Wednesday, May 5, 2010

Creativity Workshop #3: My Three Goals

The way this creativity workshop works is that each writer creates three goals - typically from the list of Issues and Interests we'd been asked to compile just a few days earlier - and then spends a month devoted to each goal, with one short story written towards that goal each week. Each of the stories in the sequence should be linked, somehow.

Three goals; one goal a month; one story a week; three months, twelve stories.

It's going to be quite the ride.

This post, essentially, is me tentatively outlining my three goals, the tasks within those goals, and maybe - just maybe - a rough outline of what I'm writing for each week. I haven't really thought that far ahead, but you know. Have to have something planned.

Below, comrades, the Glorious Goals of my Three-Month Plan:

1. Australia Dreaming

Whatnow: For the past, oh, two or three years Australia has been of much fascination to me, especially as a setting in which to place urban fantasy. I want to explore this further, with a deeper emphasis on Australia itself. I want to do urban fantasy, especially set around Melbourne. This is the easiest goal, being strongly related to my writing past and a throwback to my earlier attempts at a novel, and yet something I wish to reach a state of perfection on.

Links and Stories: Exoteric setting, obviously. Each story will be set in Australia. They'll also be tied together, I think, by a common protagonist - a riff on the Sorcerer and Private Investigator trope I find myself enjoying more and more, in the lines of Harry Dresden, John Taylor, etc - who's actually given up magic entirely. A murder brings him back to the Art, but he finds that he's lost the talent forever - and yet his old enemies haven't forgotten him, things are heating up, etc. These four stories will be vignettes from the overall tale. I like the idea of a protagonist who is powerless in the sense that he has no supernatural abilities and yet strives towards a different sort of power - the power to be free and secure.

Tasks:
1. Write for thirty minutes to an hour each night, no matter what. 2. Figure out exactly what four stories you wish to tell, and where in Australia they fit. 3. Think some more on the protagonist. 4. Finish the stories.

2. Mars! Exotic Mars!

Whatnow: The Sword and Planet subgenre of speculative fiction has long been a favourite of mine. John Carter, Lietenant Gulliver, whatshisname Carson, Michael Kane: I enjoy them all. I love the idea of a jungle-wrought, savage Mars, a place so close to our world and yet so far... and I've long been wanting to write a series of stories set in my own fictional Mars, Aukrahk. I want to pay loving homage to the stories which have so recently inspired me, to the pulps of that era, and to the idea of good, readable fantasy with my own unique spin. The last time I wrote an honest fantasy? It was my first story and novelette, written when I was ten or eleven, entitled The Unholy Ale. It's been a while - time to try my hand once again at a genre I love and a subgenre I adore. This will also be my chance to start thinking about the Exotic Cultures held within the cradle of the Red Planet, merging - I hope - two of my Interests.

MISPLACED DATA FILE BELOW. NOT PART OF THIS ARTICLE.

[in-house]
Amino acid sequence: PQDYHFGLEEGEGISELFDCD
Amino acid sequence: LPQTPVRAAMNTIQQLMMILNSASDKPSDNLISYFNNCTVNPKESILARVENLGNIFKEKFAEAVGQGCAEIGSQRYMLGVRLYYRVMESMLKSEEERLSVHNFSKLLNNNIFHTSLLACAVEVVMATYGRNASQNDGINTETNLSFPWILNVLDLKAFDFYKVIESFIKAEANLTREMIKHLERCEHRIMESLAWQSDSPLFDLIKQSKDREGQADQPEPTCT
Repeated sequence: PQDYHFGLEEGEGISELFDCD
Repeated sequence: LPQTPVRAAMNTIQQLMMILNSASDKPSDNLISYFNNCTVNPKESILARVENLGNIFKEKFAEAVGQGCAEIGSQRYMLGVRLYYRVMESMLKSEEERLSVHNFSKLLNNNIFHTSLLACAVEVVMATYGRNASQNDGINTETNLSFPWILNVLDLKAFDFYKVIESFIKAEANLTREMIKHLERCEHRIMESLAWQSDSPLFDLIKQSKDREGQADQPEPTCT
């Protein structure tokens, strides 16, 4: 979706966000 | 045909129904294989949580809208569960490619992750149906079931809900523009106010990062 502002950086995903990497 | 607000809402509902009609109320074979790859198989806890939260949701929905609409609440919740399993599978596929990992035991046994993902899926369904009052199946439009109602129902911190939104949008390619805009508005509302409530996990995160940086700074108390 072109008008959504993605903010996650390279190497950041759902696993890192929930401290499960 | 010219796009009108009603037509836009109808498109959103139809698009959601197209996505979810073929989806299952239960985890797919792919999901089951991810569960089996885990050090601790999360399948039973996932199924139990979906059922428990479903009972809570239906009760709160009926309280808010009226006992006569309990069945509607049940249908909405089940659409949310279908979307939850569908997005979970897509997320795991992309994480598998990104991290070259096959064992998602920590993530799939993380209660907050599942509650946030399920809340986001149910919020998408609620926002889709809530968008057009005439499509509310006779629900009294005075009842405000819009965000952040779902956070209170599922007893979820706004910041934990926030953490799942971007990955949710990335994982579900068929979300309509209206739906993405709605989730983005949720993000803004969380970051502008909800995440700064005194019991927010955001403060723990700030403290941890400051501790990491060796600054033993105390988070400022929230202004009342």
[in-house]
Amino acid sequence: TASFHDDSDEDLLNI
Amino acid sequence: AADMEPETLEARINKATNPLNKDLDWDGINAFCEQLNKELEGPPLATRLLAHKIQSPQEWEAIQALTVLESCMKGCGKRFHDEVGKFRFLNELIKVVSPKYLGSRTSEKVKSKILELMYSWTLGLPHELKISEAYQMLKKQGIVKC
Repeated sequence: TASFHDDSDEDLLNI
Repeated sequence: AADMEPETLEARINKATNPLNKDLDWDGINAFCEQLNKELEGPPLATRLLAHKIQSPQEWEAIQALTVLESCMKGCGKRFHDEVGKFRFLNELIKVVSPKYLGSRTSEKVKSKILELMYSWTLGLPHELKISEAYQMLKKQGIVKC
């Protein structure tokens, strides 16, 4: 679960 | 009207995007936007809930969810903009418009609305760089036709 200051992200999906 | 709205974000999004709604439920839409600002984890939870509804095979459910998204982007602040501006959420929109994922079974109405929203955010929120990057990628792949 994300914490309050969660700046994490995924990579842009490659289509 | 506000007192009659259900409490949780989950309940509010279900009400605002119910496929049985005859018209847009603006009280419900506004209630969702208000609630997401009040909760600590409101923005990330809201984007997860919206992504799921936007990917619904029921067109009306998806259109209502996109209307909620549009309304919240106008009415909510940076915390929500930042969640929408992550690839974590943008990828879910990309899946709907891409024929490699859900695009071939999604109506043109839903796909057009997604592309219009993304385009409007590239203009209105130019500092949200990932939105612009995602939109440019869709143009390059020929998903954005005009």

Links: The setting will be the link between the four stories - Mars - though each story will take place with different characters within a different Martian locale, whether it be the Earth-obsessed, sprawling Yordes or the metal-infested utterly western, antagonistic nation of Edgarb. The stories..? I'm not entirely sure, yet.

Tasks: 1. Start reading some more Savage Mars fiction - both to get me in the mood and because I still haven't finished Edgar Rice Burroughs full Barsoom sequence. 2. Solidify my understanding of Aukrahk so that I might feasibly set a series of tales within it.

3. The End

Whatnow: Okay, this might sound a little mad, but for my last, and presumably toughest, goal I want to write each of four stories to be an understanding of the ending, the finale - I'm not entirely sure what the technical term is, but each story will encapture an ending to a longer tale, perhaps explained, maybe not. Each story should, if I succeed, at once be as self-containing as a good short story, wrapping up all loose ends, while simultaneously feeling as if it were an ending of something larger. It's evoking a false, though perhaps valid, sense of mood through the style of the story itself. I hope.

Links: The link will be the fact that they have all been designed to feel like an ending. Probably nothing else, though each story may explore unused Issues/Interests from my list.

Tasks: 1. Don't give up. You're going to want to because you're a coward, Nat, and this will be hard. But it doesn't matter whether you succeed wonderfully or fail miserably - all that matters is that you learn and you finish what you start. 2. Start seriously studying how the Ending is formed, and how I can try to emulate that.

Monday, May 3, 2010

Creative Workshop #2: Icebreaker Mission

Merrilee Faber is crazy. Her 'icebreaker' exercise involves sorting through 31 blogs in what must be a parody of the traditional scavenger hunt, trying to attach 31 clues to 31 writers. Madness.

But it's awesome.

And I love a challenge.